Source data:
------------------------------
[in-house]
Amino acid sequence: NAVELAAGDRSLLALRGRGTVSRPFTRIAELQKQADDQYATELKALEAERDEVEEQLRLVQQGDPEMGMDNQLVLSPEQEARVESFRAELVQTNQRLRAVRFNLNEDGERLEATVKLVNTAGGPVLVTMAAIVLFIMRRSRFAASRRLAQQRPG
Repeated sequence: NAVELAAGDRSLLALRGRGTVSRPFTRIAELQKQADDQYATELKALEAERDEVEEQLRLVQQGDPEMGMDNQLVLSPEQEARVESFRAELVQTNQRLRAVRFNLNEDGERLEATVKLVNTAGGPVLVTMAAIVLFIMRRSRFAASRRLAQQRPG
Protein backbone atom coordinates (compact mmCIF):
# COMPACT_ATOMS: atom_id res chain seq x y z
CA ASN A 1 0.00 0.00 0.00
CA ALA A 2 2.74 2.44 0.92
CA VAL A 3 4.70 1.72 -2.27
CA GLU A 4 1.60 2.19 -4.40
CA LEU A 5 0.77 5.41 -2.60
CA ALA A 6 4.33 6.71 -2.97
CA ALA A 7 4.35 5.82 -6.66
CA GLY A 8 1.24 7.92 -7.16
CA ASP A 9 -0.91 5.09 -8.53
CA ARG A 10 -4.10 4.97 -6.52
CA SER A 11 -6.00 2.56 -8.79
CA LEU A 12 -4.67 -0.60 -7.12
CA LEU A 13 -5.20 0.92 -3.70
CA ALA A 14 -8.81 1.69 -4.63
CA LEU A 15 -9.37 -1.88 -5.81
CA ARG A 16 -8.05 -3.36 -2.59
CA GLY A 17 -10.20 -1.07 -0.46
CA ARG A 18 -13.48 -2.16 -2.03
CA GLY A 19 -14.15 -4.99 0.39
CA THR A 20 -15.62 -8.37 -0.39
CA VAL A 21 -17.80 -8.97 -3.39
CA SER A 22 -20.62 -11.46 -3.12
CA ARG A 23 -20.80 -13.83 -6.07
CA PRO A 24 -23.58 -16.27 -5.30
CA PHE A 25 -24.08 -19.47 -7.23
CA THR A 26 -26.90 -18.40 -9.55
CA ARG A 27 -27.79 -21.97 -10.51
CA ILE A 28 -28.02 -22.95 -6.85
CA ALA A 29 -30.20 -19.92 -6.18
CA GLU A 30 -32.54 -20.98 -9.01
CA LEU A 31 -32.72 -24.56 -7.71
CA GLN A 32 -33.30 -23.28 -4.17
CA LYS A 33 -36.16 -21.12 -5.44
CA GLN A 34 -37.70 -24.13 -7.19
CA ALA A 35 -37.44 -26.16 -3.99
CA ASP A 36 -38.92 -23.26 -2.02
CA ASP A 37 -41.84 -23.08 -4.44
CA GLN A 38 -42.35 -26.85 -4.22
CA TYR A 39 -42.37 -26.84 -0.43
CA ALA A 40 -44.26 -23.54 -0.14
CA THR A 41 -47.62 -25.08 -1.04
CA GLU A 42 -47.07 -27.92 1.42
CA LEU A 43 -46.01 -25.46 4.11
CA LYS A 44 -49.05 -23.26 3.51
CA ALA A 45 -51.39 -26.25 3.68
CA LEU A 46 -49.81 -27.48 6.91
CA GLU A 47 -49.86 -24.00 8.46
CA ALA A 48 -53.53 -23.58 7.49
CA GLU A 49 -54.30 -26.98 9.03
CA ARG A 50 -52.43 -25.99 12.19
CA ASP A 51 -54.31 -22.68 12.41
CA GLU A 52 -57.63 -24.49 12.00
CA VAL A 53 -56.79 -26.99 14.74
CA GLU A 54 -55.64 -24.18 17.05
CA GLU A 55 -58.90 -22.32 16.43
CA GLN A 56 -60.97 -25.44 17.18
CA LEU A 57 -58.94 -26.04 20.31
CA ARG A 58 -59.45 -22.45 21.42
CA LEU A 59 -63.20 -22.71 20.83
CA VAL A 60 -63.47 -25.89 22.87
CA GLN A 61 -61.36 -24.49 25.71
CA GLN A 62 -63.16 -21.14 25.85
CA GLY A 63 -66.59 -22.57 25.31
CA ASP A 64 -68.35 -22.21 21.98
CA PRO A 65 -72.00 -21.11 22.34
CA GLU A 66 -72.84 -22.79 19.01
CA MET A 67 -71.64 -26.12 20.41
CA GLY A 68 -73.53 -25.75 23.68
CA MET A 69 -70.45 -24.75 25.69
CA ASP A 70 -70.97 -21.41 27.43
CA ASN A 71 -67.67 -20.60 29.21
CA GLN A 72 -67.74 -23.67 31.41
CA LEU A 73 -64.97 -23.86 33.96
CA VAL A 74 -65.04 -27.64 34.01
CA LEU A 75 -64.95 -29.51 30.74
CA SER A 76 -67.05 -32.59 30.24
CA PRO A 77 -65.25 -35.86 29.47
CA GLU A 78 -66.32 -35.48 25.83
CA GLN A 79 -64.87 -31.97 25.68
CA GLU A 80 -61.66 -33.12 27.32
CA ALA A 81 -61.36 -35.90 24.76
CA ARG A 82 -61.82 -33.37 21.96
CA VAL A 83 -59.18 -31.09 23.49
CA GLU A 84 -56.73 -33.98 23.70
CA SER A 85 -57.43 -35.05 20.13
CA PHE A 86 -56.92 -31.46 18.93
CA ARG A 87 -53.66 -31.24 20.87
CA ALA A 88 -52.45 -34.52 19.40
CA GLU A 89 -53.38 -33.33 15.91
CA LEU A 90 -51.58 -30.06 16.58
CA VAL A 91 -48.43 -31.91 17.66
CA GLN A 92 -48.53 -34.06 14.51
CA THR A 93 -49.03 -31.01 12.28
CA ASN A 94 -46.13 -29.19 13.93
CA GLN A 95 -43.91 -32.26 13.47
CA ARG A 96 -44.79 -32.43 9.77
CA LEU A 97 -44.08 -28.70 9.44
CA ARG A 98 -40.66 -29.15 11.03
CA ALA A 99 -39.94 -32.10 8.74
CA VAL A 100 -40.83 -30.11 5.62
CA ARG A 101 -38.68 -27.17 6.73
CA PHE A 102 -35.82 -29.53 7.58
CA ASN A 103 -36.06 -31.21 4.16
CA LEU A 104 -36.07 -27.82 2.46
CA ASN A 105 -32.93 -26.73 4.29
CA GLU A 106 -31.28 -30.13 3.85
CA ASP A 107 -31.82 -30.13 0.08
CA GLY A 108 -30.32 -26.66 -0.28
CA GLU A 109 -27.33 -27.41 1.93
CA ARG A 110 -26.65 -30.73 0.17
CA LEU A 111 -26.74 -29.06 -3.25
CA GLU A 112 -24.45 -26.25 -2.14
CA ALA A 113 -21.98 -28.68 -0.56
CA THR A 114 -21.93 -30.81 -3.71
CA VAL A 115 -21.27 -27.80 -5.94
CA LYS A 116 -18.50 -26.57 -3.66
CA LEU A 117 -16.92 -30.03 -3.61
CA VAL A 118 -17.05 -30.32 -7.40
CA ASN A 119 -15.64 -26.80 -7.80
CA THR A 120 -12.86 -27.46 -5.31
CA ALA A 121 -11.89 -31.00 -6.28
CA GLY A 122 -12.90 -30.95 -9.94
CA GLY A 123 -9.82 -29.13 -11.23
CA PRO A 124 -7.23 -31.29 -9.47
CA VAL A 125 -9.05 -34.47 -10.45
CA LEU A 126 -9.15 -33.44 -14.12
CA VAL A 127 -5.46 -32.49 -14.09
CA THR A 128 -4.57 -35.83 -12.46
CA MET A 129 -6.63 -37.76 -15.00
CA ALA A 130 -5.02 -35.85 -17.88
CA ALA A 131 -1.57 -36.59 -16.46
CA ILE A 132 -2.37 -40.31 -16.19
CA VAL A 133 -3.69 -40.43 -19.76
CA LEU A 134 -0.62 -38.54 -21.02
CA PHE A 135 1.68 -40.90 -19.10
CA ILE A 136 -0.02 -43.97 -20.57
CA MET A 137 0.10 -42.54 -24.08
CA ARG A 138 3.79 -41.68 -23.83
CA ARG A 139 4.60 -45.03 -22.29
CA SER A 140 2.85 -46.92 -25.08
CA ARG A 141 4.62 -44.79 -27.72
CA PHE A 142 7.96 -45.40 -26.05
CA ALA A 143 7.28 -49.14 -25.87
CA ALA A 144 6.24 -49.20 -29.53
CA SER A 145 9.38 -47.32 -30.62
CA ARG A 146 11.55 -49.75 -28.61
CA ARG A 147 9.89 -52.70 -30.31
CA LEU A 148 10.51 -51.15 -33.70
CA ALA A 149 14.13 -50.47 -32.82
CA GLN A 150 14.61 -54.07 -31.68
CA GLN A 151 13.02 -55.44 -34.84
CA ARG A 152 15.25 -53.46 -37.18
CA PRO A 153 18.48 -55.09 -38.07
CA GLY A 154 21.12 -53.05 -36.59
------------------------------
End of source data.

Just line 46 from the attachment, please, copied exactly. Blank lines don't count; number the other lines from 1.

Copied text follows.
CA THR A 41 -47.62 -25.08 -1.04